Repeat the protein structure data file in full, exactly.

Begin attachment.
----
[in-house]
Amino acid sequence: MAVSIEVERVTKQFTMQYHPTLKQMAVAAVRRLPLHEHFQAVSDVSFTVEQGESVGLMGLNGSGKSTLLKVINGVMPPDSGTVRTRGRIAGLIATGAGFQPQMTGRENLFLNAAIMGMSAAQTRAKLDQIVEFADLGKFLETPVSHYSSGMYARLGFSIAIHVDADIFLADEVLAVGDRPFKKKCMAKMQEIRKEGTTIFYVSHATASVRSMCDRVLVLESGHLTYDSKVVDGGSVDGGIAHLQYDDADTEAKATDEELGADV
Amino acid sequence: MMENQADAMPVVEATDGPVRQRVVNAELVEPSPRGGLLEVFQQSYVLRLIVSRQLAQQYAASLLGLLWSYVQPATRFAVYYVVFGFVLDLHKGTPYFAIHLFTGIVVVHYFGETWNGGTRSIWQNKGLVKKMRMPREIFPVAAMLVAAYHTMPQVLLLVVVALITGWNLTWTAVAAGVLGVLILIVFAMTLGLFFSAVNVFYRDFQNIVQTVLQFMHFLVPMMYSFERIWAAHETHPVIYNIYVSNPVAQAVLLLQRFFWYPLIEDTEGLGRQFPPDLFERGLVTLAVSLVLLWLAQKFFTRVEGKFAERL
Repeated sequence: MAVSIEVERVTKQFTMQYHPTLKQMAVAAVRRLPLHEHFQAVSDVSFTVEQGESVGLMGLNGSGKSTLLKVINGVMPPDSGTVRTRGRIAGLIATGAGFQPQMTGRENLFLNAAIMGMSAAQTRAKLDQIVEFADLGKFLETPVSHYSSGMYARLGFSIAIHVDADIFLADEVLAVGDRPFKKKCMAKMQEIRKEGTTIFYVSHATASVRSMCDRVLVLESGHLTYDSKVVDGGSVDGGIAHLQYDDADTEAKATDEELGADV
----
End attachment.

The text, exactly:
[in-house]
Amino acid sequence: MAVSIEVERVTKQFTMQYHPTLKQMAVAAVRRLPLHEHFQAVSDVSFTVEQGESVGLMGLNGSGKSTLLKVINGVMPPDSGTVRTRGRIAGLIATGAGFQPQMTGRENLFLNAAIMGMSAAQTRAKLDQIVEFADLGKFLETPVSHYSSGMYARLGFSIAIHVDADIFLADEVLAVGDRPFKKKCMAKMQEIRKEGTTIFYVSHATASVRSMCDRVLVLESGHLTYDSKVVDGGSVDGGIAHLQYDDADTEAKATDEELGADV
Amino acid sequence: MMENQADAMPVVEATDGPVRQRVVNAELVEPSPRGGLLEVFQQSYVLRLIVSRQLAQQYAASLLGLLWSYVQPATRFAVYYVVFGFVLDLHKGTPYFAIHLFTGIVVVHYFGETWNGGTRSIWQNKGLVKKMRMPREIFPVAAMLVAAYHTMPQVLLLVVVALITGWNLTWTAVAAGVLGVLILIVFAMTLGLFFSAVNVFYRDFQNIVQTVLQFMHFLVPMMYSFERIWAAHETHPVIYNIYVSNPVAQAVLLLQRFFWYPLIEDTEGLGRQFPPDLFERGLVTLAVSLVLLWLAQKFFTRVEGKFAERL
Repeated sequence: MAVSIEVERVTKQFTMQYHPTLKQMAVAAVRRLPLHEHFQAVSDVSFTVEQGESVGLMGLNGSGKSTLLKVINGVMPPDSGTVRTRGRIAGLIATGAGFQPQMTGRENLFLNAAIMGMSAAQTRAKLDQIVEFADLGKFLETPVSHYSSGMYARLGFSIAIHVDADIFLADEVLAVGDRPFKKKCMAKMQEIRKEGTTIFYVSHATASVRSMCDRVLVLESGHLTYDSKVVDGGSVDGGIAHLQYDDADTEAKATDEELGADV